Great panel discussion at Low Carb Breckenridge. Here Mike Eades clarifies an important note around the CAC score. While it is the most powerful test for cardiac and all-cause mortality prediction (by a mile), there are some nuances.
Specifically the Volume component of the CAC score is important to scrutinize (the CAC score has both a Density and a Volume component). If you have a high score where Density dominates over Volume, your risk may be ok. If your score advances over the years, dominated by density (with volume falling) - you do not have appreciable risk. The worst case is where Volume dominates over Density - this is a major flag for unstable plaque presence.
The paper Mike notified me of some time back, is very revealing in this context:
See The Widowmaker Movie (2015) here - a fascinating docu-drama showing where the cardiovascular world went so disasterously wrong ! https://vimeo.com/201445705
In the following clip, Mike explains the nuance most eloquently! Discussion in more detail at end of this post
The power of CAC illustrated in one of my earlier posts - click the image below to gain the insights! :
The Widowmaker Movie - click below to watch for a dollar :-)
This arena is nuanced indeed. You do divide the Overall score by the (volume/2.5) to get the density number, but it is a tricky one e.g.:
- If your Agatston value is very low, even with low density quotient - you are in ok shape - but only because these low density guys are "Low overall score" guys (they have little plaque, and it ain't too calcified - but they have little burden anyway so ok).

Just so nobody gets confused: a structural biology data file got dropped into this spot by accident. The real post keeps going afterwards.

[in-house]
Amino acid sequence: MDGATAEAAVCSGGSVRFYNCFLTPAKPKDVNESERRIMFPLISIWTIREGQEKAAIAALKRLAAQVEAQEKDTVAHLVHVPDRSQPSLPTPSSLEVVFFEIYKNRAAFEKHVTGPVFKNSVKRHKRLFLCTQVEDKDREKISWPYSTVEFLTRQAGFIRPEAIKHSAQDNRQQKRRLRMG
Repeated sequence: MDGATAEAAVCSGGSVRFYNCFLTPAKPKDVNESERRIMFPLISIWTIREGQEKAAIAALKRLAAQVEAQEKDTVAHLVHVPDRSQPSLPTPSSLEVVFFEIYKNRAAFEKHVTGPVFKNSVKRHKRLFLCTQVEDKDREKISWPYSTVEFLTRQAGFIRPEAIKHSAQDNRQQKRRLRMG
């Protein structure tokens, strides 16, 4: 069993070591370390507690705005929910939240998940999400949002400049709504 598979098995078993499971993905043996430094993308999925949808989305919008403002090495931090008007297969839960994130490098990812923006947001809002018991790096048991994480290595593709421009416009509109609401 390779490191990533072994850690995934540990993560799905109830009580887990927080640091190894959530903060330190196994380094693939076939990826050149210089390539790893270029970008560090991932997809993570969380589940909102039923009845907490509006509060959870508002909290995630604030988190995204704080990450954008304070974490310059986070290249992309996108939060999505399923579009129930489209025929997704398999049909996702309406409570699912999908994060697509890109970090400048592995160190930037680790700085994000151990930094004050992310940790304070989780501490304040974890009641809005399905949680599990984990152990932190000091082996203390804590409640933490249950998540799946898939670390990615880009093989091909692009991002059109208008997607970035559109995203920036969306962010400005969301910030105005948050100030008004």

- If you value is high you are also in good shape - these high density guys have high overall scores, but are protected by their relative density - lots of plaque, but nicely consolidated with Ca - nature is working well for them.
- the problem guys are the ones with high score and high volume - these have high plaque burden and it is not stabilized adequately by nice dense calcification !
The secret is buried in this table:
e.g. David Bobbett has an overall score of ~1050. His Volume is ~350. Therefore his "density" is approx 1050/(350/2.5) = around 8
So he has a high overall score, but is super-high in density - so likely much lower risk than the average guy who has a CAC score of around 20. See above on the "density" line - the guys with high CAC (Agatston) scores in right hand column have an average density of ~3.5 and their risk thus begins to sharply fall off, making them like Agatston=20 scorers. But David's density is around 8, not 3.5 - so he is way off to the right on the curve of falling risk (!)
It's a tricky one for sure, kind of a hyperbolic relationship with two vectors involved - overall score versus density quotient.
But it's all good. And yes, David's low Volume score is kinda remarkable, particularly how it plummeted from ~700 to ~350 while his Agatston gently increased from ~950 to ~1050.
AND NOW THE PLUMBING ANALOGY:
Explained it to my daughter who is going for medicine in college. Imagine buildings with corroding pipes:
1. Some buildings have small pockets of corrosion, but it is not really patched up much by the plumbers - they have lowish risk of flooding. (low CAC score, low volume score, low density peeps).
2. Then there are buildings with a lot of corrosion all over the system - but great plumbers have patched up all the weak areas (high CAC score, low volume score, high density peeps).
3. Then there are the shitty buildings - they have lots of corrosion all over, but crap plumbers who have not patched up very well (high CAC score, high volume, low density peeps). The latter need to get good plumbers in fast....or to go #LCHF asap !!!!
(p.s. the last guys (3) are generally poorly-controlled diabetics - corroding fast before their tattered systems can shore up the damage)